This album somehow sold 7 million copies back in the day, a feat that seems especially significant now considering the wreckage of the music industry and the inability of any folk band that isn’t Mumford & Sons to even approach similar levels of ubiquity. A big part of that success can be attributed to the flagship first single, “Mr. Jones,” a jangly folk-rock tune that namedropped Bob Dylan and pondered what it would be like to be famous. Ironically, the song made Duritz and his band into huge stars and sent radio listeners flocking to record stores (remember those?) to pick up August and Everything After. But while there are certainly accessible numbers here like “Mr. Jones” and “Rain King,” songs with these big, Americana-laced hooks, I can imagine there were also things going on with this record that many of those buyers weren’t quite prepared for.

Case in point: last week, when Grantland’s Steven Hyden compared August and Everything After’s legacyto that of Nirvana’s In Utero (which released just a day prior to August in 1993), he wrote that, where In Utero made moments of heartbreak and disconnection “seem noble,” “listening to August and Everything After makes loneliness seem like what it really is: a small and pitiful feeling drenched in a disgusting cocktail of tears and snot.” To a certain extent, that’s true: Kurt Cobain was an icon who spoke for a generation, while Adam Duritz was the guy expressing feelings that everyone had but no one wanted to talk about. If you need proof of that statement, just listen to the lyrics. “Perfect Blue Buildings” is an escapist anthem gone wrong, a depressing-as-hell dirge about what happens when you’re hopeless and alone and have taken to locking yourself in your apartment for days at a time rather than living your life. “Anna Begins” is about falling in love with your best friend only to see that person—and the close friendship you shared together—fade away when it all goes to hell. The guy in “Sullivan Street” knows his relationship is coming to an end, but still tries to hold it together by driving hundreds of miles for seemingly momentary moments with his lover. And the sparse piano balladry of “Raining in Baltimore” calls to mind that moment when you’re three-thousand-five-hundred miles away from the one person on Earth you care about, and you have no fucking idea how to make them happy.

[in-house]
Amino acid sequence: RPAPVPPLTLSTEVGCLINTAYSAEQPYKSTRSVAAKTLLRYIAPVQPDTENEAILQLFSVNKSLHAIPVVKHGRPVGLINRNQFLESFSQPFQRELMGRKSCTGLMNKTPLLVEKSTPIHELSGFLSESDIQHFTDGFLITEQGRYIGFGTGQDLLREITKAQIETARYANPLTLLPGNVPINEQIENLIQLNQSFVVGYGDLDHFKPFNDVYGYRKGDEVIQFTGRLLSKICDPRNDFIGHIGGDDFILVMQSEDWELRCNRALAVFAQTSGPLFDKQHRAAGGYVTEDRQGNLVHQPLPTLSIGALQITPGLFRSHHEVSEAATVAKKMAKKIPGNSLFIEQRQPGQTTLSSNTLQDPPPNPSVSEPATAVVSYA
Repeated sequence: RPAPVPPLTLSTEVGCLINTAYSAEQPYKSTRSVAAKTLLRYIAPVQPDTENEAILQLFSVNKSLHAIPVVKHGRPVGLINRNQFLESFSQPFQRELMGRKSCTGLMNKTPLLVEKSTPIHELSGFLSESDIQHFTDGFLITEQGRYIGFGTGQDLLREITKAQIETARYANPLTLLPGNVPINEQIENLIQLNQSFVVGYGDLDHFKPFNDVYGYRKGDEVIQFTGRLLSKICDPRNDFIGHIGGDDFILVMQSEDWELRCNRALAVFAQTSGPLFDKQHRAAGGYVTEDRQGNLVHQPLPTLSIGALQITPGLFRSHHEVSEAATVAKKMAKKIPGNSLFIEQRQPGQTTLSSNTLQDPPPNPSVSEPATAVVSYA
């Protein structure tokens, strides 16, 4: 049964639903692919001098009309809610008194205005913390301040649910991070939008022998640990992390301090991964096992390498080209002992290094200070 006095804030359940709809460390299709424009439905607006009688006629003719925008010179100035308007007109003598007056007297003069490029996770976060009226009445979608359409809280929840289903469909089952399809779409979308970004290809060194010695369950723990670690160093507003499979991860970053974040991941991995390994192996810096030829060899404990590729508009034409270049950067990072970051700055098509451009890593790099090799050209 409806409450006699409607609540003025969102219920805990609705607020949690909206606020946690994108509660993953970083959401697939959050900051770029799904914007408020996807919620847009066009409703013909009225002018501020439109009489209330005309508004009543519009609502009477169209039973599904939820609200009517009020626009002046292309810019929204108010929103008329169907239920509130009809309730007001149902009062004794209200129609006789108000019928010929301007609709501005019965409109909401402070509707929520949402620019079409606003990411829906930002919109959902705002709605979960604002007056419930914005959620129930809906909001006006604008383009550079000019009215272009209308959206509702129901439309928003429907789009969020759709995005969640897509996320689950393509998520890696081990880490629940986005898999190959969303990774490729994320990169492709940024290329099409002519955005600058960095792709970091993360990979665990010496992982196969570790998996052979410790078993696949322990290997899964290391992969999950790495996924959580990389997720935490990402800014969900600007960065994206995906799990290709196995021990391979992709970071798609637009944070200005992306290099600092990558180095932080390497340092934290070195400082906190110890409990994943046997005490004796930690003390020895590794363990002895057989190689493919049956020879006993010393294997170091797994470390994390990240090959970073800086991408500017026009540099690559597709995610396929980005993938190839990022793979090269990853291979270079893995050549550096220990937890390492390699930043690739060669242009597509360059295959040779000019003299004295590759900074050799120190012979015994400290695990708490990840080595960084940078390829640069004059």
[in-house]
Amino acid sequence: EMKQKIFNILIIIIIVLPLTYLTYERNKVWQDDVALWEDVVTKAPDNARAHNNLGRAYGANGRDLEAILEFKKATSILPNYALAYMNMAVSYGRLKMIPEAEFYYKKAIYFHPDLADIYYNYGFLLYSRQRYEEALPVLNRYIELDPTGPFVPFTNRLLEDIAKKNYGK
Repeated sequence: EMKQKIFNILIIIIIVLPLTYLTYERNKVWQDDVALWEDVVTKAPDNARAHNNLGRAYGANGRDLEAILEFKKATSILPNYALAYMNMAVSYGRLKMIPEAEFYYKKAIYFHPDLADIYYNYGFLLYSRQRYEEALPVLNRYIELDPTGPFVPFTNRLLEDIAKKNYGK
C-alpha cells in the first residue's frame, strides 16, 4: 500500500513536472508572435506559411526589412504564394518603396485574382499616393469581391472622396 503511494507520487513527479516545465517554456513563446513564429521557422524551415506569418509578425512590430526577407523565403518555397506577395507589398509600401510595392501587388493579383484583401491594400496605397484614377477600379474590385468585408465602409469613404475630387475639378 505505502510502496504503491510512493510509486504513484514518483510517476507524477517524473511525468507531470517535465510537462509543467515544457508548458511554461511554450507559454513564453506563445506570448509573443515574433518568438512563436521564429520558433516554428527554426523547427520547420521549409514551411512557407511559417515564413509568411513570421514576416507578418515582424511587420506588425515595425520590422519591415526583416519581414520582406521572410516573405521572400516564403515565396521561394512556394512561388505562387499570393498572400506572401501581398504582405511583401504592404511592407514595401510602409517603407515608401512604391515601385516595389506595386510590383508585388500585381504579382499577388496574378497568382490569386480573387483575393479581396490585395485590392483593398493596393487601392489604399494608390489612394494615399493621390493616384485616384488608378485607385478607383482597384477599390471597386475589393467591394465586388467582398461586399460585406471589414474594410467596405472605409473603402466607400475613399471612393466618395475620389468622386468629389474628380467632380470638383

It’s not all desolation, of course. No sad album can truly be complete without a counterbalancing force, and this album has plenty of them. Album closer “A Murder of One,” for example, sparks with hopeful resilience, while the narrator of “Time and Time Again” ardently vows to “set fire to this city” and ride out into the desert in search of a new beginning. But throughout the past 20 years, the loneliness and desperation of these songs are the qualities that have kept me coming back again and again. Hearing this record when I was old enough to understand it, that was one of the first times that I fully realized just how much visceral power music could have, and even after hundreds of plays, there are moments here that still stop me in my tracks. I have to listen to “Round Here” at least twice before moving on to the rest of the record; “Sullivan Street” remains one of my go-to night driving songs; and if “Raining in Baltimore” isn’t my favorite thing to play on acoustic guitar to spill my emotions to, then it’s damn close. In Utero might be getting the lion’s share of anniversary coverage this month, but for me August and Everything After will always be 1993’s definitive masterpiece.

Chris Collum:
Craig nailed it when he said that “Round Here” is the Crows’ greatest contribution to the American songbook. More than that even, it serves not only as an introduction to August and Everything After, but it is the crux of the album as well. Everything Duritz expresses on the next ten songs is distilled into five minutes with “Round Here.” Craig said that the “I can’t see nothing around here / Catch me when I’m falling” bit at the end of “Round Here” is the emotional climax of the song, and while that may be true, in my eyes the defining moment comes a little bit sooner. After a seeming out-of-left-field funky bridge, everything drops out again except that omnipresent guitar line and Duritz’s vocals as he almost-whispers: “She says it’s only in my head.”